[ExI] Old still true (BillK)
stefano.vaj at gmail.com
Tue Aug 16 14:56:36 UTC 2011
On 15 August 2011 21:38, Keith Henson <hkeithhenson at gmail.com> wrote:
> Some of them, such as capture-bonding (which happened
> to Elizabeth Smart and Patty Hearst) are rarely turned on today.
That is, unless international relationships are concerned. :-)
> What drove the selection was human population growth till the
> ecosystem could no longer feed them. Then it was time for to fight
> neighbors. Win or lose this reduced the population.
What else is new? :-)
> One of the theories for war is that they result from an excess of
> males in the population. According to that theory, China should be
> the most warlike country in the world. They are not, and my
> prediction is that China will not get in a war unless they are
> attacked because the economic outlook for the Chinese is positive.
"War", OTOH, is just one of many, many possible facets of competition.
Let alone the kind of ritualised fights of modern Europe between the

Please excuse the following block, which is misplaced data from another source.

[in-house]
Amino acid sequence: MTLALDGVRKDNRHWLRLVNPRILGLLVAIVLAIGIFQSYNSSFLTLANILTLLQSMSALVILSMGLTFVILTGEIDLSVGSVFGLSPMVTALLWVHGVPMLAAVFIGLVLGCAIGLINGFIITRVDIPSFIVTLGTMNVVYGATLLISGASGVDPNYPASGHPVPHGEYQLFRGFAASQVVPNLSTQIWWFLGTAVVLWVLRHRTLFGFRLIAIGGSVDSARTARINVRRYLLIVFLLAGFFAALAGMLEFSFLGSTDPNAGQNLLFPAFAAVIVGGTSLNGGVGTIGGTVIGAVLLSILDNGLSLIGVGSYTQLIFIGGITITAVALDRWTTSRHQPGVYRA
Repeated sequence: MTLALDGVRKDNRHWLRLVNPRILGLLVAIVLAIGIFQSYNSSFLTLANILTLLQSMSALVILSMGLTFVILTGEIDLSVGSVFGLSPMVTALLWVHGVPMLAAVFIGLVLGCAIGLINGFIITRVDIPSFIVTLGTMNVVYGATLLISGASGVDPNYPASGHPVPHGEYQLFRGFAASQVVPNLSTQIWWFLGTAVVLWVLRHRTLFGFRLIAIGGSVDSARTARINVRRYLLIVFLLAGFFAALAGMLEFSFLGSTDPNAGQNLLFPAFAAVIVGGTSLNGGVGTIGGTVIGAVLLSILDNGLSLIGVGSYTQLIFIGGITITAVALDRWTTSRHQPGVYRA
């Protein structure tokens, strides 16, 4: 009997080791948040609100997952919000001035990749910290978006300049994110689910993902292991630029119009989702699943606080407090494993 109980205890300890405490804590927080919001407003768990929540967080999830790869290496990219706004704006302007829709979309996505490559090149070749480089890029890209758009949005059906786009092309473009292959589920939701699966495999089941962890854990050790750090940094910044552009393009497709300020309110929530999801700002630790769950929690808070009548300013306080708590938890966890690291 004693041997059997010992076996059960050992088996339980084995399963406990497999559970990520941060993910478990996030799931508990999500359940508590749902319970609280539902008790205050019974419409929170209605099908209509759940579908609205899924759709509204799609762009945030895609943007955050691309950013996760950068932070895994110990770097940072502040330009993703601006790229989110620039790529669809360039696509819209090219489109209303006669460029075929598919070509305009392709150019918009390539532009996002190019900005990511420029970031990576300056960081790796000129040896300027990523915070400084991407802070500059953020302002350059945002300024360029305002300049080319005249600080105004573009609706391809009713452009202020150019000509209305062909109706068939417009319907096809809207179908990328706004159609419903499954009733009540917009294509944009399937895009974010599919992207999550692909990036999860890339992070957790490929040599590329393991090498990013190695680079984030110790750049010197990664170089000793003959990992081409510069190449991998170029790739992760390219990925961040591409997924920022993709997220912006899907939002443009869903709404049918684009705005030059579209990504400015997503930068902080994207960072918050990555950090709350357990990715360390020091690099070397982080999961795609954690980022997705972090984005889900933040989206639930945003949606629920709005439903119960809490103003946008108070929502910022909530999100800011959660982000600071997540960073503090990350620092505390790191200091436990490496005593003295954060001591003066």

armed forces of governments recognising one another's legitimacy (and
ultimate immunity), which has been out of fashion at least since the
end of WWII.
> The one calibration point I can think of is Saudi Arabia. Between
> population growth and falling oil prices, the income per capita fell
> 75% there. That seems to have been enough for OBL and company to
> recruit the 9/11 suicide hijackers.
Mmhhh, economic reductionism. Lord Byron went to fight the Greek war
of independence, and yet he was not especially destitute. OBL himself
was doing quite well out of Saudi feodalism (and perhaps CIA's salary
during the first Afghan insurgence) when he engaged in his crusade
But sure, the frustration of seeing your personal income dropping mayu
encourage you to consider what dominant rebellious memes might
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